Divided Democrats’ increasingly acrimonious, chaotic bid to win back the White House from U.S. president Donald Trump is continuing to unspool before their very eyes – with socialist U.S. senator Bernie Sanders of Vermont crushing the field to win the Nevada caucus on Saturday, solidifying his status as the early frontrunner in the race.
After having the 2016 vote rigged against him, though, Sanders’ frontrunner status is far from secure … especially with multiple credible (and arguably more electable) candidates remaining in contention.
Oh, and with the party establishment still gunning for him …
Can the “Bernie Bros.” overcome all of that?
And perhaps more ominously for Democratic strategists, what happens if they can’t?
It can be argued that at least seven Democrats currently have a path to the nomination: Bloomberg, Sanders, South Bend, Indiana mayor Pete Buttigieg, former U.S. vice president Joe Biden, U.S. senator Elizabeth Warren of Massachusetts, liberal billionaire Tom Steyer and U.S. senator Amy Klobuchar of Minnesota.
The presence of so many potentially viable candidates has dramatically reduced the likelihood that any one of them will enter the 2020 Democratic National Convention in Milwaukee, Wisconsin with enough delegates to capture the nomination on the first ballot. That could result in the first brokered national convention since 1952 – a prospect which threatens to shatter party unity ahead of a contentious general election.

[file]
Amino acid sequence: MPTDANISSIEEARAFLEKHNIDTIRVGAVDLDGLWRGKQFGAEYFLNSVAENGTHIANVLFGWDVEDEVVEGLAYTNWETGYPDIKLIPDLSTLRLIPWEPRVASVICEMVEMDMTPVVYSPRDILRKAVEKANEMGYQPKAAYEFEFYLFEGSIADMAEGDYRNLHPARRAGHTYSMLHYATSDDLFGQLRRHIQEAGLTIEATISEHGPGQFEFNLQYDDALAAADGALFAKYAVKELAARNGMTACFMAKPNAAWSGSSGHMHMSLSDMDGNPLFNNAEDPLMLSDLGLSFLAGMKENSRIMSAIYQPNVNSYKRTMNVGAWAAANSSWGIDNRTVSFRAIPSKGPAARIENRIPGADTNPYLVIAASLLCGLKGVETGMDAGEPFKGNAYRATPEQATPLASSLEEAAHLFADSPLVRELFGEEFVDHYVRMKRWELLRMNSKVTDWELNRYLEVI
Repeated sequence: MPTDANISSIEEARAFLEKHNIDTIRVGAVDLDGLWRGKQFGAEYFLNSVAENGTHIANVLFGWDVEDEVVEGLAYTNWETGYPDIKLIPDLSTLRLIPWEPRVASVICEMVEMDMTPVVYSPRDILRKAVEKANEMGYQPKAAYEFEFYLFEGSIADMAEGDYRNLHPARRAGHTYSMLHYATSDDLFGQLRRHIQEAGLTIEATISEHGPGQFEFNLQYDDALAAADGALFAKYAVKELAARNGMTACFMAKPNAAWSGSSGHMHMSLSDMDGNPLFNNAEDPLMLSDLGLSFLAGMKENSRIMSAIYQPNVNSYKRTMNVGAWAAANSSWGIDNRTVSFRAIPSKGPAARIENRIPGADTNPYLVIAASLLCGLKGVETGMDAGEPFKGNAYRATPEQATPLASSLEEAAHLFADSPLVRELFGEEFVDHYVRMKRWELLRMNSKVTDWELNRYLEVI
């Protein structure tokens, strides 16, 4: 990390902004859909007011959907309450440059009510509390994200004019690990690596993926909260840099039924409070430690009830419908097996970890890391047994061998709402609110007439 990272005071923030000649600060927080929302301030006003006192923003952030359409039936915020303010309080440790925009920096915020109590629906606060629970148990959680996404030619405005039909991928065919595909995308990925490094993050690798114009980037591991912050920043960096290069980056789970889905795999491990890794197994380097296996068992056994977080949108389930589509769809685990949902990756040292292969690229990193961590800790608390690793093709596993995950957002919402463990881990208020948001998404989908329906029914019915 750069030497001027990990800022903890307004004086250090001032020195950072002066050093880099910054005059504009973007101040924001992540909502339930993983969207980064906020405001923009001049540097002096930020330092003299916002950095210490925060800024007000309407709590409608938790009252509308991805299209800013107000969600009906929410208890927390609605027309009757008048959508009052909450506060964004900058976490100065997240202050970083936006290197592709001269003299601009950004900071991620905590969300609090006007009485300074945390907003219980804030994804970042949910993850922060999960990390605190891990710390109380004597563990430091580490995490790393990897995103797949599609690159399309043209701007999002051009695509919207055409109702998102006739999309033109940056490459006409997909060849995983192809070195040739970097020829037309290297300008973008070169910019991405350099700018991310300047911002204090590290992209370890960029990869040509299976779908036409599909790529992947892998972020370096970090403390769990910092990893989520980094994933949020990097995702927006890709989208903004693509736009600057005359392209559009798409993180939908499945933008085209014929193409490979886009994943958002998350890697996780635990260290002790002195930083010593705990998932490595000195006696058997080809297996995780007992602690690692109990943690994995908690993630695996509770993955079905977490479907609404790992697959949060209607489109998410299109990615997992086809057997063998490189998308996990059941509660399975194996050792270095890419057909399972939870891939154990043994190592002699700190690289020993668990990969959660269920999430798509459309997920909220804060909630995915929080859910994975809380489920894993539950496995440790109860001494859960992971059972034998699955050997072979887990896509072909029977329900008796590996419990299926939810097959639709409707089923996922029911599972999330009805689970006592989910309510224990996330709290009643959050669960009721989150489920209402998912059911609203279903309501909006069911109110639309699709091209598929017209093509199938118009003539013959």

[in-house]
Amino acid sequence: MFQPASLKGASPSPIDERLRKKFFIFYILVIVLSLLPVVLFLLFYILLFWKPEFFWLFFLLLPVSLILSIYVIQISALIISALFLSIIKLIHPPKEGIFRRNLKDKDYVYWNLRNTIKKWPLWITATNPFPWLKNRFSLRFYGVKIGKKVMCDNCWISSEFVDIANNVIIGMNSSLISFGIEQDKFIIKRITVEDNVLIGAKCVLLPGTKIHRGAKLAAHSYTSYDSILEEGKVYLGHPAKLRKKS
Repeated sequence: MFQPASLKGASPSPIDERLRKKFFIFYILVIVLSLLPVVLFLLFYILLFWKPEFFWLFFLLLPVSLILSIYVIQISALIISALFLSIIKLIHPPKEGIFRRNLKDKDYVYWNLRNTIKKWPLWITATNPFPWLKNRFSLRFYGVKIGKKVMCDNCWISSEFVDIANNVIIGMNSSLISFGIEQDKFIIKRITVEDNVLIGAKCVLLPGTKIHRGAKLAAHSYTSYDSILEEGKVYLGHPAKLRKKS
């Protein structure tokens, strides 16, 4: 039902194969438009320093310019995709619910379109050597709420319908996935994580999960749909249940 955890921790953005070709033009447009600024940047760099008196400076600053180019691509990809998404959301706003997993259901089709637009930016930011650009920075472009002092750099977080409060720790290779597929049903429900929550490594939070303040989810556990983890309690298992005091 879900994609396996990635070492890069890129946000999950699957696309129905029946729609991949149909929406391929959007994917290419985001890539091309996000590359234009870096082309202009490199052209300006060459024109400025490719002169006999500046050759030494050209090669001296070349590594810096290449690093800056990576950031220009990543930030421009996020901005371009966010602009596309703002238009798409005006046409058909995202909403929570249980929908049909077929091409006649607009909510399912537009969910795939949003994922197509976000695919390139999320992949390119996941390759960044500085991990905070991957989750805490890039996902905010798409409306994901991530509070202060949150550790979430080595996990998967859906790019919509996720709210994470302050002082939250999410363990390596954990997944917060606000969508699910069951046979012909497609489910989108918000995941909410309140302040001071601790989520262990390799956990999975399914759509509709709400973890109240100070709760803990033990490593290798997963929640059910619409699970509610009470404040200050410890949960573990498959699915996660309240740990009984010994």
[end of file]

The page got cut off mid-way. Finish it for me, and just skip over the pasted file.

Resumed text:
Especially if Sanders is denied the nomination a second time …
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For now, though, momentum is clearly on the side of Sanders (above) … who narrowly won the popular vote in the Iowa caucus, narrowly won the New Hampshire primary and could benefit from significant GOP crossover support in early-voting South Carolina, which hosts an open Democratic presidential primary on Saturday.
“Bernie Sanders is the clear frontrunner for the Democratic presidential nomination,” noted Charles P. Pierce for Esquire. “He is the clear frontrunner because he and his people have been developing a strategy for five years and they have been executing it splendidly. Those are the facts on the ground and they are incontestable.”
Yes … but …
Despite Sanders’ boasts of a “multigenerational, multiracial coalition” following his big Nevada win, he continues to struggle mightily with black voters in South Carolina.
According to the latest CBS News/ YouGov poll, only 23 percent of black voters in the Palmetto State viewed the socialist as their first choice for the Democratic nomination. That is better than the 17 percent who backed him in the same poll in November, sure … but Steyer is the candidate gaining most of the late-breaking traction within this key demographic (even if he did have to pay for it).
According to the same survey, Steyer has seen his black backing in South Carolina surge from 2 percent in November to 24 percent today.
Impressive (and expensive).
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(Via: Getty Images)